Large platform algorithms need independent oversight
Public pressure is forcing platforms to commit to mitigating the spread of false information or propaganda through their algorithms. However, they do not apply stronger measures and tend to resist external control. Therefore, initiatives emerge conducting independent studies, which measure the tendencies of false information and propaganda spreading on the so-called black box principle.
Large platform algorithms contribute significantly to the dissemination of false information online. They prefer exciting, emotional or otherwise attractive content which keeps longer attention of their users (who are thus more exposed to monetizable advertising). Disinformation, misinformation, but also tabloid content or other shallow formats have these properties more often and therefore, they tend to be recommended more than “boring” credible content. Platforms know about the preferences of their algorithms, but they are reluctant to significantly change them: they are afraid of losing their income.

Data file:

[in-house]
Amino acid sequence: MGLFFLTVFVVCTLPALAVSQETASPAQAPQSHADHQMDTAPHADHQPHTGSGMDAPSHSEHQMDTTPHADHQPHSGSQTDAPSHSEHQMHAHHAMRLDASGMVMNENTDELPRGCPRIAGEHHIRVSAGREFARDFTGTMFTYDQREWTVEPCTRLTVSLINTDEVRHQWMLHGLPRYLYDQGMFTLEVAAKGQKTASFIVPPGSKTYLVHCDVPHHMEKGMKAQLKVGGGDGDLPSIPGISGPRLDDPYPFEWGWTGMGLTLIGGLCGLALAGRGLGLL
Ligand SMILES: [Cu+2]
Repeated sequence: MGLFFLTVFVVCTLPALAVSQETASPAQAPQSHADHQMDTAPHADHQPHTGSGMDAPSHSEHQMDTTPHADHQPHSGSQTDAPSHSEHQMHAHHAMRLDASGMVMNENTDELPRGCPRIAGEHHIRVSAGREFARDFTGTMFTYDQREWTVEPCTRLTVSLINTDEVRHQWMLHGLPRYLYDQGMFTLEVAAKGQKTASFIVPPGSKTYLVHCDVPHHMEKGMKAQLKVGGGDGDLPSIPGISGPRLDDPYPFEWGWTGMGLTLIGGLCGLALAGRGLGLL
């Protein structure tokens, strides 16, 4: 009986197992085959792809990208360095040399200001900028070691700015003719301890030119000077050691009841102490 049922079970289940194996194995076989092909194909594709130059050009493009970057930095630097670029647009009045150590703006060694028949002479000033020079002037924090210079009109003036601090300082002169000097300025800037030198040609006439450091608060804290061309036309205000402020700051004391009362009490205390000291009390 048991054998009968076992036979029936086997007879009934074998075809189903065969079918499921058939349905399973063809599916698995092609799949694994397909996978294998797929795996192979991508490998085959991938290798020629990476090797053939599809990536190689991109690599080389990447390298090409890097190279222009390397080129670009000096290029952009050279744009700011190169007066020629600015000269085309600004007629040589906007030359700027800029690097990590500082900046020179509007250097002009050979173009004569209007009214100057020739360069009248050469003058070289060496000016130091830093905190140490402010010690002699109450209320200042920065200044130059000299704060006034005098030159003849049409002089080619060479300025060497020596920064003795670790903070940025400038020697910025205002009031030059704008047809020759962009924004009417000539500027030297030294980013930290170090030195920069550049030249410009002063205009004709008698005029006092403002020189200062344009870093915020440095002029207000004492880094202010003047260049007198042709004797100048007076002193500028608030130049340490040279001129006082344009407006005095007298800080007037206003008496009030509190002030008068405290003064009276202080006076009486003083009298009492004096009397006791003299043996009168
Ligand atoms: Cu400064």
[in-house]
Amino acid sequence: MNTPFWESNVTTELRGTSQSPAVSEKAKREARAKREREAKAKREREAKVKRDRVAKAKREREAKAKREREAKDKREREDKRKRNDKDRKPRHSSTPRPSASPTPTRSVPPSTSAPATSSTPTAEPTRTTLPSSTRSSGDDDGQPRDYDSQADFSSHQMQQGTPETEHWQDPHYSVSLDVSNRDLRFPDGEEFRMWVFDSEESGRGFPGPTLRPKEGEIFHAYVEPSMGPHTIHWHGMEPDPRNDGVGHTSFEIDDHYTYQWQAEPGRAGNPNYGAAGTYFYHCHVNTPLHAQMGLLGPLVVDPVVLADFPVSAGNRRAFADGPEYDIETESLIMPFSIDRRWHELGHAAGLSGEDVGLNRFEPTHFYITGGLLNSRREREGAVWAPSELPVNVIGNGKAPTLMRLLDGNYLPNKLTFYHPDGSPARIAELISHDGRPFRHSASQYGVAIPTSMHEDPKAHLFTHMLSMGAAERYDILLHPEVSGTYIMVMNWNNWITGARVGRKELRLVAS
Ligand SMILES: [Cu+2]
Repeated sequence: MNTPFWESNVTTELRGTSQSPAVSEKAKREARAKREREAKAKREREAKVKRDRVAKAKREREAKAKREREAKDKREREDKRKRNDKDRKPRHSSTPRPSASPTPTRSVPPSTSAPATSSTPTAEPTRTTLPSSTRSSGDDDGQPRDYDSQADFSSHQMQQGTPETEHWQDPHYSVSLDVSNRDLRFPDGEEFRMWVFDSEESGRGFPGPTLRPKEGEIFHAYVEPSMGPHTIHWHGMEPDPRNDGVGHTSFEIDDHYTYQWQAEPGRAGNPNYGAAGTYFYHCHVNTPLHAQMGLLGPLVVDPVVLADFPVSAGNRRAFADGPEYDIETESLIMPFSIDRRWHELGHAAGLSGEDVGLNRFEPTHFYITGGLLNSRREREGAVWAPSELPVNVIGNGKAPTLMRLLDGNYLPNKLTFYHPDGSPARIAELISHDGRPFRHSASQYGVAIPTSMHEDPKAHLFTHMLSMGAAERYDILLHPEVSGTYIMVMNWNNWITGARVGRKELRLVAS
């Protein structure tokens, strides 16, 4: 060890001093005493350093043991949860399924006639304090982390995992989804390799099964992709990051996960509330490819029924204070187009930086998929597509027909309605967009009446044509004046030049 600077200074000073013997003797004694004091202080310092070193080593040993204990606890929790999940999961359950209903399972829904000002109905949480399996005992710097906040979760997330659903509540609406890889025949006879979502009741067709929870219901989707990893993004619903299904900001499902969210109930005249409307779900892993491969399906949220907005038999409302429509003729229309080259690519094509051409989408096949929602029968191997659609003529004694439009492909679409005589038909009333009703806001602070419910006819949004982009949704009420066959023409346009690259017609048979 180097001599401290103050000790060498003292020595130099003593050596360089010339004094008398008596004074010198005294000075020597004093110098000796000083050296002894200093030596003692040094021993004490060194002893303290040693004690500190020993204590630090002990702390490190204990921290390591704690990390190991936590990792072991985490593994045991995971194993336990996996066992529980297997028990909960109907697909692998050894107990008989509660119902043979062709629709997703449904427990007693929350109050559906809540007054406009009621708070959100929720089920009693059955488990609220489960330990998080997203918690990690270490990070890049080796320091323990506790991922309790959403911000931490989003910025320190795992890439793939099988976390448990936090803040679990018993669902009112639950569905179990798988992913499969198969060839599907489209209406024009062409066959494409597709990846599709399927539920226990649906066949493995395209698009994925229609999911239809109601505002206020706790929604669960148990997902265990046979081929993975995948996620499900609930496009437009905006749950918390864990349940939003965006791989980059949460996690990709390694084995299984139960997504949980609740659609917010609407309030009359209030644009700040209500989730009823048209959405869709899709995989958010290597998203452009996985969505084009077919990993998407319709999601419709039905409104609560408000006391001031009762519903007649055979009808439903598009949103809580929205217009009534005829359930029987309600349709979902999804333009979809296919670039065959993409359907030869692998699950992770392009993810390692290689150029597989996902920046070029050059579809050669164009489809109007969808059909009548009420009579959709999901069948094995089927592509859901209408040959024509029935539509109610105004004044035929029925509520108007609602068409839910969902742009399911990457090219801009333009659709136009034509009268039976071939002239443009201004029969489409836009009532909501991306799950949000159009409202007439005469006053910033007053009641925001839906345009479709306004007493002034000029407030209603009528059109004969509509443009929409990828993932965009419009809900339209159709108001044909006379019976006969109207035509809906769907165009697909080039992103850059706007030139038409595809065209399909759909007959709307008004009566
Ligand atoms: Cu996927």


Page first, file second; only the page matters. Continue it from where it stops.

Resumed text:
On (non) fulfillment of obligations to prevent misinformation by large platforms
Public pressure (mostly in the West) is forcing platforms to commit themselves to reducing the dissemination of false information by their algorithms. An example of such commitments in the EU at the voluntary level is the Code of Practice on Disinformation, which is to be strengthened this year, following the findings of regulators. These obligations will later be translated into legislation within the Digital Services Act.
However, the fulfillment of the existing voluntary commitments has so far been more of a delaying tactic: the commitments are difficult to measure, control or enforce. The declared effects are rather small. The platforms use various blue-washing techniques. Until now, platforms have only been committed to self-reporting, and the rules have also been too broadly defined. This way, the platforms could, for example, choose the period from which they will report data to the European Commission, or the way to aggregate this data. Then, more problematic periods, such as the time before the elections or data from smaller countries, like Slovakia, are not evaluated separately. In this way, the platforms are able to slip elegantly out of these early regulations.